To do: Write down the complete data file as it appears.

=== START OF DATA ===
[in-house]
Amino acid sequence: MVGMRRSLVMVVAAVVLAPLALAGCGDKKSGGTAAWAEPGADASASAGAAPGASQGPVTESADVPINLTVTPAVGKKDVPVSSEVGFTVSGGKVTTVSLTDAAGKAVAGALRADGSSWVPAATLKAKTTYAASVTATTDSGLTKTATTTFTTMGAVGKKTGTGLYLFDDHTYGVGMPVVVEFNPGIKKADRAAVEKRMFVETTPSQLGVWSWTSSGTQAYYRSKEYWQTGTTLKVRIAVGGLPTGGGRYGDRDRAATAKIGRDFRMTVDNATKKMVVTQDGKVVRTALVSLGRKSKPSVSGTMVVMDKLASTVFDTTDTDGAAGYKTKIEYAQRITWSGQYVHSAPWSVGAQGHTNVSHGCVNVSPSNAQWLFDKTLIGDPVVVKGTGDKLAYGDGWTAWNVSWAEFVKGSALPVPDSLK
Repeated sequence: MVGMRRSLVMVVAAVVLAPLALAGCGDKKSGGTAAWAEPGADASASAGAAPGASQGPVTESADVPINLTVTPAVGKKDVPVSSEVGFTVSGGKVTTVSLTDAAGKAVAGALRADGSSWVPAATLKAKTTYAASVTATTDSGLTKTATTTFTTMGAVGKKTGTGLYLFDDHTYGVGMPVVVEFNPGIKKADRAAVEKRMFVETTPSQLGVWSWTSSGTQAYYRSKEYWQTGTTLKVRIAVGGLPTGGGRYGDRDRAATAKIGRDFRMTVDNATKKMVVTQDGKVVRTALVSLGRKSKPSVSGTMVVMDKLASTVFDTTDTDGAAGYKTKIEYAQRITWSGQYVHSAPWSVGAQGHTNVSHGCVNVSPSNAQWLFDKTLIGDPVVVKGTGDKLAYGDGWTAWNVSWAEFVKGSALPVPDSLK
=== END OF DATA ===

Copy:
[in-house]
Amino acid sequence: MVGMRRSLVMVVAAVVLAPLALAGCGDKKSGGTAAWAEPGADASASAGAAPGASQGPVTESADVPINLTVTPAVGKKDVPVSSEVGFTVSGGKVTTVSLTDAAGKAVAGALRADGSSWVPAATLKAKTTYAASVTATTDSGLTKTATTTFTTMGAVGKKTGTGLYLFDDHTYGVGMPVVVEFNPGIKKADRAAVEKRMFVETTPSQLGVWSWTSSGTQAYYRSKEYWQTGTTLKVRIAVGGLPTGGGRYGDRDRAATAKIGRDFRMTVDNATKKMVVTQDGKVVRTALVSLGRKSKPSVSGTMVVMDKLASTVFDTTDTDGAAGYKTKIEYAQRITWSGQYVHSAPWSVGAQGHTNVSHGCVNVSPSNAQWLFDKTLIGDPVVVKGTGDKLAYGDGWTAWNVSWAEFVKGSALPVPDSLK
Repeated sequence: MVGMRRSLVMVVAAVVLAPLALAGCGDKKSGGTAAWAEPGADASASAGAAPGASQGPVTESADVPINLTVTPAVGKKDVPVSSEVGFTVSGGKVTTVSLTDAAGKAVAGALRADGSSWVPAATLKAKTTYAASVTATTDSGLTKTATTTFTTMGAVGKKTGTGLYLFDDHTYGVGMPVVVEFNPGIKKADRAAVEKRMFVETTPSQLGVWSWTSSGTQAYYRSKEYWQTGTTLKVRIAVGGLPTGGGRYGDRDRAATAKIGRDFRMTVDNATKKMVVTQDGKVVRTALVSLGRKSKPSVSGTMVVMDKLASTVFDTTDTDGAAGYKTKIEYAQRITWSGQYVHSAPWSVGAQGHTNVSHGCVNVSPSNAQWLFDKTLIGDPVVVKGTGDKLAYGDGWTAWNVSWAEFVKGSALPVPDSLK